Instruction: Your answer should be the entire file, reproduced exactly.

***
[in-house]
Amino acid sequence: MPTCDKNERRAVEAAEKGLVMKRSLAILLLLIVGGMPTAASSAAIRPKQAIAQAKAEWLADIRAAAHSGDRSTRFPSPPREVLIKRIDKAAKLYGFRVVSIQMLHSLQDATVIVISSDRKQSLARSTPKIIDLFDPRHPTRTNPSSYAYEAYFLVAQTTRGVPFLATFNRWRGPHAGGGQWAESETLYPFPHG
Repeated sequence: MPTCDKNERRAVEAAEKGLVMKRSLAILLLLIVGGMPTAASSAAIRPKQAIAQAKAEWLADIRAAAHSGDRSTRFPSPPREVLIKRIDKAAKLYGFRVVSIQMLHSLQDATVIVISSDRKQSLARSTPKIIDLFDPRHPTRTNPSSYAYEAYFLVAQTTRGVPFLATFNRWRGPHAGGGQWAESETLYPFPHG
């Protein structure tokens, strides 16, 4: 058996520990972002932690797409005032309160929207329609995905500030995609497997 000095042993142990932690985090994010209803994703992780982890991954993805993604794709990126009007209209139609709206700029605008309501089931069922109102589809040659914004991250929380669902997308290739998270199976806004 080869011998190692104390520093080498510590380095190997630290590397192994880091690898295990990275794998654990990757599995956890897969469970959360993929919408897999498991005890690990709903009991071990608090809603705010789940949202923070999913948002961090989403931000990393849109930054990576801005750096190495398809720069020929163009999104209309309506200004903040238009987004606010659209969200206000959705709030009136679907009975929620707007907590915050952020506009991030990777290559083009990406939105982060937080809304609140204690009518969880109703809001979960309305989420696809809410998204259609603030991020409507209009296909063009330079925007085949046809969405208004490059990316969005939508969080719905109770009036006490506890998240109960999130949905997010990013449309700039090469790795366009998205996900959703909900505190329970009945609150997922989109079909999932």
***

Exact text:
[in-house]
Amino acid sequence: MPTCDKNERRAVEAAEKGLVMKRSLAILLLLIVGGMPTAASSAAIRPKQAIAQAKAEWLADIRAAAHSGDRSTRFPSPPREVLIKRIDKAAKLYGFRVVSIQMLHSLQDATVIVISSDRKQSLARSTPKIIDLFDPRHPTRTNPSSYAYEAYFLVAQTTRGVPFLATFNRWRGPHAGGGQWAESETLYPFPHG
Repeated sequence: MPTCDKNERRAVEAAEKGLVMKRSLAILLLLIVGGMPTAASSAAIRPKQAIAQAKAEWLADIRAAAHSGDRSTRFPSPPREVLIKRIDKAAKLYGFRVVSIQMLHSLQDATVIVISSDRKQSLARSTPKIIDLFDPRHPTRTNPSSYAYEAYFLVAQTTRGVPFLATFNRWRGPHAGGGQWAESETLYPFPHG
């Protein structure tokens, strides 16, 4: 058996520990972002932690797409005032309160929207329609995905500030995609497997 000095042993142990932690985090994010209803994703992780982890991954993805993604794709990126009007209209139609709206700029605008309501089931069922109102589809040659914004991250929380669902997308290739998270199976806004 080869011998190692104390520093080498510590380095190997630290590397192994880091690898295990990275794998654990990757599995956890897969469970959360993929919408897999498991005890690990709903009991071990608090809603705010789940949202923070999913948002961090989403931000990393849109930054990576801005750096190495398809720069020929163009999104209309309506200004903040238009987004606010659209969200206000959705709030009136679907009975929620707007907590915050952020506009991030990777290559083009990406939105982060937080809304609140204690009518969880109703809001979960309305989420696809809410998204259609603030991020409507209009296909063009330079925007085949046809969405208004490059990316969005939508969080719905109770009036006490506890998240109960999130949905997010990013449309700039090469790795366009998205996900959703909900505190329970009945609150997922989109079909999932």